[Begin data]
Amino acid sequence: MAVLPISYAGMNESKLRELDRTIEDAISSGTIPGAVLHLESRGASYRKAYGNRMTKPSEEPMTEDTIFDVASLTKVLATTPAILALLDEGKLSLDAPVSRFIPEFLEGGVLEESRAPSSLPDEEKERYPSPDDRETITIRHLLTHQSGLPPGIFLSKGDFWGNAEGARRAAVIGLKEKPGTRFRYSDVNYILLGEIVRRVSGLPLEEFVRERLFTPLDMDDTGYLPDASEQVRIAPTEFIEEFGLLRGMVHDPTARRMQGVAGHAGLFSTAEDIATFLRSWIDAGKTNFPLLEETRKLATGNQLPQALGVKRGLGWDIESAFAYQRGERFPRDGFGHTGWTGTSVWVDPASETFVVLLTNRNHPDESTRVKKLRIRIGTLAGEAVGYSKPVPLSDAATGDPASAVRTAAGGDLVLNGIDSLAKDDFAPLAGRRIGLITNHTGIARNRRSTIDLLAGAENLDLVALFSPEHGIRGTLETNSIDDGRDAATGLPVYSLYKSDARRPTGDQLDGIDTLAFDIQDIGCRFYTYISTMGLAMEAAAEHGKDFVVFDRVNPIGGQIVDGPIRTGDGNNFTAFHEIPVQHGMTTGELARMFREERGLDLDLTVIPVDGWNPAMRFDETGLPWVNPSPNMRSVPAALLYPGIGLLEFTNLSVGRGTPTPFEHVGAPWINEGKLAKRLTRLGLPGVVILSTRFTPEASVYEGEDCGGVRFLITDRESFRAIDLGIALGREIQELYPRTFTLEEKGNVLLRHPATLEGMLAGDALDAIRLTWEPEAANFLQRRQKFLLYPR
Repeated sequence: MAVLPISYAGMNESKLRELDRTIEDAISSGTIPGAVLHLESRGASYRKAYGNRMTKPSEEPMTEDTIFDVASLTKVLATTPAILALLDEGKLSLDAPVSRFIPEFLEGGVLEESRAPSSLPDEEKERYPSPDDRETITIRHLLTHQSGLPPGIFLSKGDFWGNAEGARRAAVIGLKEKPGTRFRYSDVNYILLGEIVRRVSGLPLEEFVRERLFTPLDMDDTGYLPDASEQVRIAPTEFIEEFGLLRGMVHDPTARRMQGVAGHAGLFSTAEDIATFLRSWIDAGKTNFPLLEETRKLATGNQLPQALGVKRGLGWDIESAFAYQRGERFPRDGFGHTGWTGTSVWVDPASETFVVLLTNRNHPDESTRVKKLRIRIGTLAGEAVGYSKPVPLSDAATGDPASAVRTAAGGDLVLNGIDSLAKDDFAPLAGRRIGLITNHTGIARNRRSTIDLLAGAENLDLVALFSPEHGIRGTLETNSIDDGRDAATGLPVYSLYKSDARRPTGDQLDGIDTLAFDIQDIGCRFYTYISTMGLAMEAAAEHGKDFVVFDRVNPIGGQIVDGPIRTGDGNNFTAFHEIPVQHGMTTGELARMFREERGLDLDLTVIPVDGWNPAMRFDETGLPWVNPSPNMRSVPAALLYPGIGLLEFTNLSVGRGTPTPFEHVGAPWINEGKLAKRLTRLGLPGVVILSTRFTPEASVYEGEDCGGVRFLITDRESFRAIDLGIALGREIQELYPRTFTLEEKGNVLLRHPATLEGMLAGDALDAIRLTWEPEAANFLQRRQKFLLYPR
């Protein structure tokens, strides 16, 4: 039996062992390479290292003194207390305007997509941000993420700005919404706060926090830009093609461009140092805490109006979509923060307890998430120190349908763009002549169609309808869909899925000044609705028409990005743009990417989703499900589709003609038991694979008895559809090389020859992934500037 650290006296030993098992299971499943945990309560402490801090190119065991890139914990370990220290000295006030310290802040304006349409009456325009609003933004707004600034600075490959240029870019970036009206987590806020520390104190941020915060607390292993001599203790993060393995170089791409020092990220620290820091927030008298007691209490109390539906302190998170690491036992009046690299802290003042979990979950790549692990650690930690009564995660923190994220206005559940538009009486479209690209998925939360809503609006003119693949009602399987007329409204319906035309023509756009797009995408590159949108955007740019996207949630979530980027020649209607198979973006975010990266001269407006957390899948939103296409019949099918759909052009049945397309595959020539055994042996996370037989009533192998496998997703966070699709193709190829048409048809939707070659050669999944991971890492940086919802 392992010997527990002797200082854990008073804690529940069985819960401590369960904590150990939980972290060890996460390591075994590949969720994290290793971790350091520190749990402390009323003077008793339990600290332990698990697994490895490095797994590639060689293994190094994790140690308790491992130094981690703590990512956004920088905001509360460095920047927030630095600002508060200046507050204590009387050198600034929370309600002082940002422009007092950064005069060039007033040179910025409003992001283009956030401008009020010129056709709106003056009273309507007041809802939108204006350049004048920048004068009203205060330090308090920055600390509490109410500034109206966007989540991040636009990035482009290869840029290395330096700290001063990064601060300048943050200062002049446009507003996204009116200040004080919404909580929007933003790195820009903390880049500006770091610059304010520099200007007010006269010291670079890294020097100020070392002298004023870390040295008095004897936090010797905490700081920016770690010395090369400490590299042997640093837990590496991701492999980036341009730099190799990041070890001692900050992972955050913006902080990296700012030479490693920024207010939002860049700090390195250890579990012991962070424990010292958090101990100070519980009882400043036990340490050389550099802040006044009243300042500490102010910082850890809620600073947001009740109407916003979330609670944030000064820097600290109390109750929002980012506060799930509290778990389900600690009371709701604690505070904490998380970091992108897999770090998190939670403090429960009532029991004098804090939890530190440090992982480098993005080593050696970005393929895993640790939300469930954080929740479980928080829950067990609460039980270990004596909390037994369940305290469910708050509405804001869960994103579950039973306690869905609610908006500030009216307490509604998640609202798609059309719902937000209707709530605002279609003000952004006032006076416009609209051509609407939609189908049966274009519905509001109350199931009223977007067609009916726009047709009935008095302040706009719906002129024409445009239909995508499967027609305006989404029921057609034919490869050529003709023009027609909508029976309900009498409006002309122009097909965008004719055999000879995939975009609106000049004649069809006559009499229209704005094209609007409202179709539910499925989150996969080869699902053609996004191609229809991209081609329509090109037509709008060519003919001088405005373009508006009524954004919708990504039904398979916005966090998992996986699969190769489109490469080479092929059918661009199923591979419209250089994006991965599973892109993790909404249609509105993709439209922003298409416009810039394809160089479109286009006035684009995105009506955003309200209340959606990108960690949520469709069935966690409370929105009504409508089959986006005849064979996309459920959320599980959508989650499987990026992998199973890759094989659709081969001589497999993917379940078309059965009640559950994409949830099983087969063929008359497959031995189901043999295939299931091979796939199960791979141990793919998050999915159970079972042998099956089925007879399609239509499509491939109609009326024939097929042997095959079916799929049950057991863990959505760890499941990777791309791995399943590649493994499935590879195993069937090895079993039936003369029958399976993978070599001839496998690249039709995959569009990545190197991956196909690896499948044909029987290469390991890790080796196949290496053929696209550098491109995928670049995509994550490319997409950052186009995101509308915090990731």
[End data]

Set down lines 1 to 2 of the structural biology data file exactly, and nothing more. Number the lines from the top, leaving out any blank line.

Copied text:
Amino acid sequence: MAVLPISYAGMNESKLRELDRTIEDAISSGTIPGAVLHLESRGASYRKAYGNRMTKPSEEPMTEDTIFDVASLTKVLATTPAILALLDEGKLSLDAPVSRFIPEFLEGGVLEESRAPSSLPDEEKERYPSPDDRETITIRHLLTHQSGLPPGIFLSKGDFWGNAEGARRAAVIGLKEKPGTRFRYSDVNYILLGEIVRRVSGLPLEEFVRERLFTPLDMDDTGYLPDASEQVRIAPTEFIEEFGLLRGMVHDPTARRMQGVAGHAGLFSTAEDIATFLRSWIDAGKTNFPLLEETRKLATGNQLPQALGVKRGLGWDIESAFAYQRGERFPRDGFGHTGWTGTSVWVDPASETFVVLLTNRNHPDESTRVKKLRIRIGTLAGEAVGYSKPVPLSDAATGDPASAVRTAAGGDLVLNGIDSLAKDDFAPLAGRRIGLITNHTGIARNRRSTIDLLAGAENLDLVALFSPEHGIRGTLETNSIDDGRDAATGLPVYSLYKSDARRPTGDQLDGIDTLAFDIQDIGCRFYTYISTMGLAMEAAAEHGKDFVVFDRVNPIGGQIVDGPIRTGDGNNFTAFHEIPVQHGMTTGELARMFREERGLDLDLTVIPVDGWNPAMRFDETGLPWVNPSPNMRSVPAALLYPGIGLLEFTNLSVGRGTPTPFEHVGAPWINEGKLAKRLTRLGLPGVVILSTRFTPEASVYEGEDCGGVRFLITDRESFRAIDLGIALGREIQELYPRTFTLEEKGNVLLRHPATLEGMLAGDALDAIRLTWEPEAANFLQRRQKFLLYPR
Repeated sequence: MAVLPISYAGMNESKLRELDRTIEDAISSGTIPGAVLHLESRGASYRKAYGNRMTKPSEEPMTEDTIFDVASLTKVLATTPAILALLDEGKLSLDAPVSRFIPEFLEGGVLEESRAPSSLPDEEKERYPSPDDRETITIRHLLTHQSGLPPGIFLSKGDFWGNAEGARRAAVIGLKEKPGTRFRYSDVNYILLGEIVRRVSGLPLEEFVRERLFTPLDMDDTGYLPDASEQVRIAPTEFIEEFGLLRGMVHDPTARRMQGVAGHAGLFSTAEDIATFLRSWIDAGKTNFPLLEETRKLATGNQLPQALGVKRGLGWDIESAFAYQRGERFPRDGFGHTGWTGTSVWVDPASETFVVLLTNRNHPDESTRVKKLRIRIGTLAGEAVGYSKPVPLSDAATGDPASAVRTAAGGDLVLNGIDSLAKDDFAPLAGRRIGLITNHTGIARNRRSTIDLLAGAENLDLVALFSPEHGIRGTLETNSIDDGRDAATGLPVYSLYKSDARRPTGDQLDGIDTLAFDIQDIGCRFYTYISTMGLAMEAAAEHGKDFVVFDRVNPIGGQIVDGPIRTGDGNNFTAFHEIPVQHGMTTGELARMFREERGLDLDLTVIPVDGWNPAMRFDETGLPWVNPSPNMRSVPAALLYPGIGLLEFTNLSVGRGTPTPFEHVGAPWINEGKLAKRLTRLGLPGVVILSTRFTPEASVYEGEDCGGVRFLITDRESFRAIDLGIALGREIQELYPRTFTLEEKGNVLLRHPATLEGMLAGDALDAIRLTWEPEAANFLQRRQKFLLYPR